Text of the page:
Imagine what happens when you aren’t good at interpreting complex documents (like legal ones) and complex calculations. First, you spend twelve years in an institute that, at every step, reminds you that you are no good. After that, when you enter the job market, you notice that things like filing your taxes or starting up a company are actually really complicated. Where can you still turn to ? Not politicians, because they’re only there to make politics more complicated as a form of job protection. Employers seem like they have reverted to their 19th century ways of increasing profit at all costs, particularly at the expense of the employees. Unions look like a legal sort of Mafia too, making demands that will rather bankrupt the employer than save jobs. Capitalists are just millionaires defending their interests and communists are dictators in disguise. In such a situation, you are nearly guaranteed to end up disappointed, frustrated and cynical.

Is it a surprise then that riots involved people who actually have a job ? I’m not surprised myself. It’s also quite obvious that groups who offer a safe identity become popular, as is shown in the rise of populist, “common sense”, and nationalist parties, particularly if they have a recognisable leader. The most common response so far is to ignore these alternative parties and to act as if it’s business as usual. The Tea Party and Belgian’s plethora of Flemish parties are typical results: parallel societies where people share ideas, instead of being able to join in the larger, society-wide discussion. Because of this exclusion, both sides end up the poorer, reverting to historically wrong statements repeated over and over, like Dalrymple in his analysis of the riots.

Avoiding responsibility

The proverbial hits the fan again. Debts are rising, interests on the debts are rising, too. Suddenly, politicians find themselves in a nasty situation: damn, we can’t pay for all of this. We need more debt in order to pay the interests. Yeah, that must be the solution. But we can’t afford more debt. Fortunately, we joined the EU. Let’s stare long and hard at the ECB and refuse to budge. They won’t allow EU wide problems, so we win ! Hurray !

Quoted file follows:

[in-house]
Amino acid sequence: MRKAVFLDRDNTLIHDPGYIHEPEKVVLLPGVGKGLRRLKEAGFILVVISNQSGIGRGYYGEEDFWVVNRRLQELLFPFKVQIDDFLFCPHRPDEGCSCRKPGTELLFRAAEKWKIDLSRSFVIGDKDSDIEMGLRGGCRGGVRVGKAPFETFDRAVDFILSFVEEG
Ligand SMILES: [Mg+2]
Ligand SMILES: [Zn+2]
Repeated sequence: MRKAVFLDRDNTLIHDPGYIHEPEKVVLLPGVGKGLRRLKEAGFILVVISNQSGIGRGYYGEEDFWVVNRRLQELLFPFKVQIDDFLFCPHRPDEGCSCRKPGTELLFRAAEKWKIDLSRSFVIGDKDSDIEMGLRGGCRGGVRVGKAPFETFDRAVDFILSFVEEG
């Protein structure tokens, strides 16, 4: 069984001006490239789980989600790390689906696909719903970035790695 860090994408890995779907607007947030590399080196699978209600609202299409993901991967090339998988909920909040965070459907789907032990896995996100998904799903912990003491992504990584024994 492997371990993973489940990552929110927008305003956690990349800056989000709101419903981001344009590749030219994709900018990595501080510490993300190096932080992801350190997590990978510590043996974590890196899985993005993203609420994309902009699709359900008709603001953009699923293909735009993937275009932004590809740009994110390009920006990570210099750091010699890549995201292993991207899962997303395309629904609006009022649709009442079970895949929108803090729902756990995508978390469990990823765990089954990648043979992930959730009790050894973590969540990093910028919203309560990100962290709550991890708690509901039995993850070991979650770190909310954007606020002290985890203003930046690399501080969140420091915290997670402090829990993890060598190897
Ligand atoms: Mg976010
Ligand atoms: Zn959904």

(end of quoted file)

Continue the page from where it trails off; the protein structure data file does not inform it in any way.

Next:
This looks like a fairly new problem. The Economist has an article about the Republican-Democrat stand-off on the budget that explicitly describes it as such: the downgrade is not a problem of the budget but it’s due to the changed mentality. Nobody wants to give an inch, so the stalemate blocks all normal operations. The Republicans have no reason to blame it on the Democrats increasing debt because they happily blocked political life as well. In Belgium, we know this situation all too well. Just take a look at our 14 month old government formation: both sides block it, hoping the other will give way first.

But the problem goes much deeper than just blocking things. It’s a general lack of responsibility. In politics, openly stating the facts and wanting to do something is extremely rare. The far left and right are obviously just shouting slogans, but they get good electoral opportunities thanks to a center field that is utterly ignorant of the reality around them. Here are a few examples of how to get rid of a problem and to move it into somebody else’s backyard: